Days 3-4: Take a high-speed train to Madrid. Visit the Prado Museum, stroll through Retiro Park, and experience the lively nightlife.
Days 5-6: Head to Seville. Marvel at the Alcázar, the Cathedral, and catch a flamenco show in Triana.
Day 7: Spend your final day in Granada, visiting the Alhambra, before flying out from Málaga or returning to Barcelona.

2 Weeks – North to South Exploration:

Days 1-3: Start in Barcelona, soaking in the city’s architecture and beach life.
Days 4-5: Move to San Sebastian for its beaches and culinary scene.
Days 6-7: Experience Bilbao’s Guggenheim Museum and vibrant cultural life.
Days 8-9: Travel to Madrid for art museums and historical sites.
Days 10-11: Head to Cordoba to see the Mezquita and explore the old town.
Days 12-13: Spend time in Seville, enjoying its historical heart and Andalusian culture.
Day 14: Visit Granada’s Alhambra before concluding your journey.

1 Month – The Ultimate Spanish Adventure:

Week 1: Follow the 1-week itinerary above for a fast-paced introduction.
Week 2: Add Valencia for its City of Arts and Sciences and paella, then explore the beauty of Alicante and Murcia.
Week 3: Venture into Andalusia more deeply with stops in Ronda, Málaga, and the white villages like Zahara de la Sierra.
Week 4: Head north to Galicia to experience Santiago de Compostela and the rugged coastline, finishing your trip with some relaxation in the Canary or Balearic Islands.

Where to stay on a Budget in Spain

The hostel game in Spain is big! Similar to Portugal, you can expect many amazing and backpacker-friendly hostels all over the country. Even in smaller destinations like Costa Brava or Alicante, you will find cool hostels you will love. Seriously, Spain is a hostel paradise for solo travelers.

Events: Many hostels organize events like communal dinners, paella nights, walking tours, pub crawls, and language exchange nights.

You should also know that there is a wide range of hostel types. You can find plenty of crazy party hostels as well as luxury, boutique-style hostels.

Important: Book Hostels in Advance

The great hostels are sold out fast! For popular destinations, booking in advance is crucial. Especially in high season like summer, we do not recommend to book last minute; you will be left with the worst hostels.

Few Hostels we love

While there are countless amazing hostels across Spain, here are a few that stand out for their unique attributes, awards, or rave reviews on

1. Casa Gracia, Barcelona: Situated in a beautiful modernist building, Casa Gracia offers a boutique hostel experience in the heart of the city, complete with stylish decor, a communal kitchen, and a lively downstairs bar.

2. The Hat Hostel, Madrid: Known as Madrid’s first boutique hostel, The Hat stands out for its commitment to sustainability, a fantastic rooftop terrace, and a vibrant atmosphere that encourages guests to mingle.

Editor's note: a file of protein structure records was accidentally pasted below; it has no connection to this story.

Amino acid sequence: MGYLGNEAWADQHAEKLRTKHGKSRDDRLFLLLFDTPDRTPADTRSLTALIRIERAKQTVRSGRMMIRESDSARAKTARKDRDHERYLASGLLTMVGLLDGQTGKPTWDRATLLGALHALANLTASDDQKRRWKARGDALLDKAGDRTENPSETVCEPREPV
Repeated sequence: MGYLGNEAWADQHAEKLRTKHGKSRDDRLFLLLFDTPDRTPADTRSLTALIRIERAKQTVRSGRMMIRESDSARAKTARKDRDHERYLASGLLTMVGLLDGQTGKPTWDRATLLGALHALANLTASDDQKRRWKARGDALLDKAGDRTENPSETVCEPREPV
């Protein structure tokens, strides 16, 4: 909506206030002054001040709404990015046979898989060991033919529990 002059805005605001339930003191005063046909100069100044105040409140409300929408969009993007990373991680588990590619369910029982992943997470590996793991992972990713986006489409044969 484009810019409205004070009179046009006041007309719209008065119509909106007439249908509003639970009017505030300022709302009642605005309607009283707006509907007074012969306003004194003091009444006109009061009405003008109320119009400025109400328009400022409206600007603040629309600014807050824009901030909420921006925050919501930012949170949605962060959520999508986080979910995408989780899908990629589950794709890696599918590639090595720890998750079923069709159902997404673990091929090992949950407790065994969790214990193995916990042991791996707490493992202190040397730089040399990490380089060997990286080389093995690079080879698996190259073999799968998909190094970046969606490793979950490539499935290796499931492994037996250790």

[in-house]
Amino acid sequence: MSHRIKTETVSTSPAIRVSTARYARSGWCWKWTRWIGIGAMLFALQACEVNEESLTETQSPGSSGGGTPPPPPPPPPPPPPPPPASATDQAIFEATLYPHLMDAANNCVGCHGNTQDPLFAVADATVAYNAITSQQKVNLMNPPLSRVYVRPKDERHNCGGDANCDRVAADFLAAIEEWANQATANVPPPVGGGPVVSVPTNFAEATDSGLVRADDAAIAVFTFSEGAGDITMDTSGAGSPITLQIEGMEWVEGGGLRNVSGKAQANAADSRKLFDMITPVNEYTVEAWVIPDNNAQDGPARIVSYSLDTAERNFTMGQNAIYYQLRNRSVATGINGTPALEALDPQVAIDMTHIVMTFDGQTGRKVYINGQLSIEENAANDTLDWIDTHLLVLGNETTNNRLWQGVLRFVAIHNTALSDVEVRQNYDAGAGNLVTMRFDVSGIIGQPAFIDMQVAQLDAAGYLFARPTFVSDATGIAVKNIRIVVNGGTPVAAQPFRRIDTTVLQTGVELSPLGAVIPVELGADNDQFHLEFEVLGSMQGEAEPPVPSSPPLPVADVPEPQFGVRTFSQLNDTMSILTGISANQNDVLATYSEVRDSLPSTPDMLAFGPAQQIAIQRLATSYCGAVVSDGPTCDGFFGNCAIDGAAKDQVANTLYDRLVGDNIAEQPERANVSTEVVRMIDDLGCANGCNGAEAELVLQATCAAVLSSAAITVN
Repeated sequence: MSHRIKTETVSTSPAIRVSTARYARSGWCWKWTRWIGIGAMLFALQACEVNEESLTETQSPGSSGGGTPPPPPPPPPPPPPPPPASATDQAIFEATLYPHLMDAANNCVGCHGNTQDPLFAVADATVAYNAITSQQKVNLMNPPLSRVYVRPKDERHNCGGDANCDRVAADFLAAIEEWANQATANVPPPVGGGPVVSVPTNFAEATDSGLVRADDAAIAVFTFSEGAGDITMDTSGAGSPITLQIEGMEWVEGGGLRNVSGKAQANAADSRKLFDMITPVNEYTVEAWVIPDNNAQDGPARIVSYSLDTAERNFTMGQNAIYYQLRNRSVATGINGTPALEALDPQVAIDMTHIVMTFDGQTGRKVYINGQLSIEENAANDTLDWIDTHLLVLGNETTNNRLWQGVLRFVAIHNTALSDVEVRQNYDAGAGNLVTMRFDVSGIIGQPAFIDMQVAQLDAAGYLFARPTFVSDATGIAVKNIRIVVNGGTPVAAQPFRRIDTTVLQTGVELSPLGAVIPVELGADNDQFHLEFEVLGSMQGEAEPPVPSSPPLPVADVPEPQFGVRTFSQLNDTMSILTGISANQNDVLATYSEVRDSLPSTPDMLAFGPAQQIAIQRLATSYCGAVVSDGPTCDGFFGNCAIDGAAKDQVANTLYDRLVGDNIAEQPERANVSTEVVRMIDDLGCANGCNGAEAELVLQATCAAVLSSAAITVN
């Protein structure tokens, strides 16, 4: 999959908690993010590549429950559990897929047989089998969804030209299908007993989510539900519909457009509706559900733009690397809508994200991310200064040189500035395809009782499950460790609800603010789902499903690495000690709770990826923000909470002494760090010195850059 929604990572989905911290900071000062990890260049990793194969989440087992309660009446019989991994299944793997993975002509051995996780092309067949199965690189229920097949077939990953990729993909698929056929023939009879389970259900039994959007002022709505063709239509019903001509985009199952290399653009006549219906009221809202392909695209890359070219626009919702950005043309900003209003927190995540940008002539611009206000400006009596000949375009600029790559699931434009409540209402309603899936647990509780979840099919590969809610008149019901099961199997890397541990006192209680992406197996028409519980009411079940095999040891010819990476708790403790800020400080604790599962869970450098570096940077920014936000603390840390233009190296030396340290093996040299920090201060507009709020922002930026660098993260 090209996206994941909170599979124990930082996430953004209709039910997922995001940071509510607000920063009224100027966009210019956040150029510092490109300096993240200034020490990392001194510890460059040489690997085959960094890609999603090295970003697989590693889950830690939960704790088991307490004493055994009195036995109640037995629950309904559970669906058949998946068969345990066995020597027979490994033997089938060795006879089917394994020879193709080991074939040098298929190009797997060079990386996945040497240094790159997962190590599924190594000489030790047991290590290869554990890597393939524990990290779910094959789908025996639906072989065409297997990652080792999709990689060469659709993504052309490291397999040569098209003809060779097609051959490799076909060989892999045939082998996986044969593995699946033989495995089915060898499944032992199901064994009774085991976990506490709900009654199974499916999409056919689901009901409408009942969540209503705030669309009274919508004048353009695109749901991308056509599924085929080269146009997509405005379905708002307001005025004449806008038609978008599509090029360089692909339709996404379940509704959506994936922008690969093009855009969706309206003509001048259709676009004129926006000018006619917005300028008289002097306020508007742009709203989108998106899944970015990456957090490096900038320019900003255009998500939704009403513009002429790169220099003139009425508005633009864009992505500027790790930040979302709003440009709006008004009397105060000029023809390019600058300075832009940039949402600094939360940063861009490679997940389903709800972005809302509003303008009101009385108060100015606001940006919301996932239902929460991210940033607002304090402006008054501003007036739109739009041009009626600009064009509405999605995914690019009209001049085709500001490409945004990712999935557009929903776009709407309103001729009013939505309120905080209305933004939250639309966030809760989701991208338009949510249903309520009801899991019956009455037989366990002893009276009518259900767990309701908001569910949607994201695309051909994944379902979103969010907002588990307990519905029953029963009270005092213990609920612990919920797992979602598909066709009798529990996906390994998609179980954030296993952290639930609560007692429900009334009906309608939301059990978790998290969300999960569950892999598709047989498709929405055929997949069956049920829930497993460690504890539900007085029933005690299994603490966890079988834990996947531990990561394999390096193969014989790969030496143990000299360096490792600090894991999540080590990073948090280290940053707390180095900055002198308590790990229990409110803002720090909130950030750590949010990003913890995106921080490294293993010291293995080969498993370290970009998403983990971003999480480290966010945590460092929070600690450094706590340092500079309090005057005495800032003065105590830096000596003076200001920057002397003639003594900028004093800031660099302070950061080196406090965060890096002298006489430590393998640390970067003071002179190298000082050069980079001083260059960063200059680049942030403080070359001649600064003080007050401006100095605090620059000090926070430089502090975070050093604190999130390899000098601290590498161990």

3. La Banda Rooftop Hostel, Sevilla: Packed with activities, it is one of the most popular hostels in all Spain.

Read our full guide on the best hostels in Spain.

How to get around Spain


For long distances or if you’re short on time, flying can be the most efficient way to travel between regions. Spain’s main airlines, including Iberia, Vueling, and Ryanair, offer frequent domestic flights connecting major cities like Madrid, Barcelona, Seville, and Bilbao. Booking in advance can secure you competitive fares, especially outside of peak travel seasons.

Money-Saving Tip: Sign up to the newsletters of these airlines, especially Ryanair. They love to send incredible deals here, for Spain and Europe alike.


Spain’s extensive rail network, operated by Renfe, offers a range of services from high-speed AVE trains to regional trains. The AVE connects major cities at speeds of up to 310 km/h, making it possible to travel from Madrid to Barcelona in under 3 hours.

Tip: Look into the Renfe Spain Pass for tourists, which offers flexibility and savings. Booking tickets in advance can also yield significant discounts.


Buses in Spain are a cost-effective way to travel, often cheaper than trains, and can reach destinations that trains do not. Companies like ALSA and Avanza cover extensive routes, offering both short and long-distance services.

Tip: Overnight buses can be a good option for long distances, saving you a night’s accommodation cost.


Renting a car offers the freedom to explore Spain’s diverse landscapes at your own pace, from the rugged coastlines to the rolling hills of the countryside. It’s ideal for reaching remote areas or for travelers who prefer setting their own schedule.

Tip: Consider car-sharing services like BlaBlaCar for shorter distances or if you want to split the cost of travel. Always check for toll roads along your route, as these can add to your travel costs.